Meerkat

Combe Martin Wildlife and Dinosaur Park – located in Ilfracombe, the park combines life-size animatronic dinosaurs with a wildlife park! Tyrannosaurus Rex, Meglasauras and Dilophosaurus wake up every hour to both terrify and amaze you! The kids will love it! Throughout the dinosaur domain are 19 animatronic and static dinosaur models dating back to prehistoric times. Add in dinosaur footprints and nests of dinosaur eggs and its a dinosaur enthusiasts dream! Inside the wildlife park, it is very hard as to decide what to see first, if the weather is slightly wet, the Critter Cavern full of unusual spiders and insects, Dinosaur Museum and Cinema, Tomb of the Pharaohs, the Tropical House and the all-important gigantic soft play area called the Dinsauras Playzone for the kids to explore and get rid of their energy while the parents can relax in the cafe are all undercover. When the weather dries up and the sun comes out, enjoy the Meerkat encounter where you can get up and personal with these lovely creatures, learn about the white wolfs, enjoy the sea lion show with Morgan the sea lion, meet the cheeky baboons and meet the penguins at feeding time and many more! There are various picnic areas dotted around the park and an undercover picnic area opposite the Meerkat enclosure.

Dartmoor Otters & Buckfast Butterflies – located in Buckfastleigh near Totnes why not pick up the steam train from Totnes and the Butterfly Farm and Otter Sanctuary is a 2-minute walk from the platform. This proves to be a very popular way to start your day out here. The otter Sanctuary currently has 3 types of otter, here you can meet the keeper who can educate you on the lives of the otters including the large North American river otters who love an audience and love to show off! If it is raining then a shelter from the wet weather is in the butterfly house, learn all about the tropical butterflies that live and thrive here, be amazed at the beautiful vibrant colours and patterns on their delicate wings, whilst taking in the rainforest atmosphere and the exotic plants and flowers that the butterflies and the larvae need to survive. It is a great place to visit on cooler wetter days as the enclosure is so nice and warm. The centre also is home to a rescued exotic animal area which house a variety of lizards and creepy crawlies.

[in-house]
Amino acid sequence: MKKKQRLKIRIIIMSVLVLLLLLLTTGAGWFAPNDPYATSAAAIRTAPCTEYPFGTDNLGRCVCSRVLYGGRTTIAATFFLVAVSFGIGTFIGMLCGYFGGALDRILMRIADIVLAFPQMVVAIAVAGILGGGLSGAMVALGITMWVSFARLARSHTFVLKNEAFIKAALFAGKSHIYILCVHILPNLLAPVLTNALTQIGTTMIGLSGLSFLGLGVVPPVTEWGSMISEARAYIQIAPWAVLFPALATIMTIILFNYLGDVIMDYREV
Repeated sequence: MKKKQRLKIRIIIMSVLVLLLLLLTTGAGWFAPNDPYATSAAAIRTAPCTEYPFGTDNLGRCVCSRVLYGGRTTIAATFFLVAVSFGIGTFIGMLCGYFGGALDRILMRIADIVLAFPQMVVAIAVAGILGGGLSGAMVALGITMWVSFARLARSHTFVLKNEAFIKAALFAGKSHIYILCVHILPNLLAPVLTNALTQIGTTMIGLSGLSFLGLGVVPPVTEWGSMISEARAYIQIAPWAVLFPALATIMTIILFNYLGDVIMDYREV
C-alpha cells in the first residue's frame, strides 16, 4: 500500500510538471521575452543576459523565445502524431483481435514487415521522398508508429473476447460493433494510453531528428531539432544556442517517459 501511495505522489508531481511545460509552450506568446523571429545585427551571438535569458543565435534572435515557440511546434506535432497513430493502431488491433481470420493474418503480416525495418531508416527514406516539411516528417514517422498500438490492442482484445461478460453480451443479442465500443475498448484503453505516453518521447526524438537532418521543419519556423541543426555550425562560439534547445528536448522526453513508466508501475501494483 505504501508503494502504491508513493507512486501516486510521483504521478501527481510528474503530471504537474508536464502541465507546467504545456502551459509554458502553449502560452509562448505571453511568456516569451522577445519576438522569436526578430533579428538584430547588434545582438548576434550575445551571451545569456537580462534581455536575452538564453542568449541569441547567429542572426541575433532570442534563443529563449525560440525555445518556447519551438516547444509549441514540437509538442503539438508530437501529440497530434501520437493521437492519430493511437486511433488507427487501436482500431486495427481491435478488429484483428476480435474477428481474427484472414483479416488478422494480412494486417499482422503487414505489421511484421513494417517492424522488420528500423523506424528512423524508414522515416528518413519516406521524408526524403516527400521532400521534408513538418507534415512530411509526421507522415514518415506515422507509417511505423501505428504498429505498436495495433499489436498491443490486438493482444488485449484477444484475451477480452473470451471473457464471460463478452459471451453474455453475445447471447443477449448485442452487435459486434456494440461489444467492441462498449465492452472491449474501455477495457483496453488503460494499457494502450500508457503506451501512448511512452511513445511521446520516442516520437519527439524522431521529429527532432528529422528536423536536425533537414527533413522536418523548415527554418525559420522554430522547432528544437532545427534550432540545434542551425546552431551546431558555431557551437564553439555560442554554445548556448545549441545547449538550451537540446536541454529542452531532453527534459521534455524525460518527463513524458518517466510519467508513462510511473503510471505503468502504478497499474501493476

Butterfly

Ilfracombe Aquarium – is an award-winning all-weather venue based in the Old Lifeboat house along the harbour. The aquarium provides a rare insight into the aquatic world found in North Devon. Home to over 75 species of fish, some very rare and not been seen before, including a rather unusual octopus. There is also the opportunity to talk to the fishkeeper at feeding time and many interactive opportunities for the children. There is a cafe attached to the aquarium with an upstairs galleried area outside for those sunnier days. The exhibit allows you to follow a unique journey from an Exmoor stream, down the river, to the estuary, rockpool, harbour coast and finally out to Lundy Island.

Art Galleries

Burton at Bideford – There is a lot going on at Burton at Bideford and the exhibitions are ever-changing so repeat visitors will always be amazed by the new collections and why not be a repeat visitor as it is free to enter. Current exhibitions (as at September 2020) include Seeds of Hope, Popalini & Jezando’s Wood Fired in Japan and the Burton Billboard. The craft gallery promotes 40 contemporary craftspeople from all over the UK with jewellery, ceramics, prints, textiles and metalwork. Makers include Svend Bayer, Clive Bowen, Anne Farag, Sarah Young, Amanda Anderson, Bill and Peach Shaw and Hilary Paynter. The exhibitions run throughout the year and allow visitors to discover new and emerging talent. There are also free art activities to get involved in regardless of your age from specific under 5 activities, 6 to 12 and all ages. If you have built up a hunger then visit the on-site Café du Parc and chef Joe Monterieux and his famous crêpes.

Burton at Bideford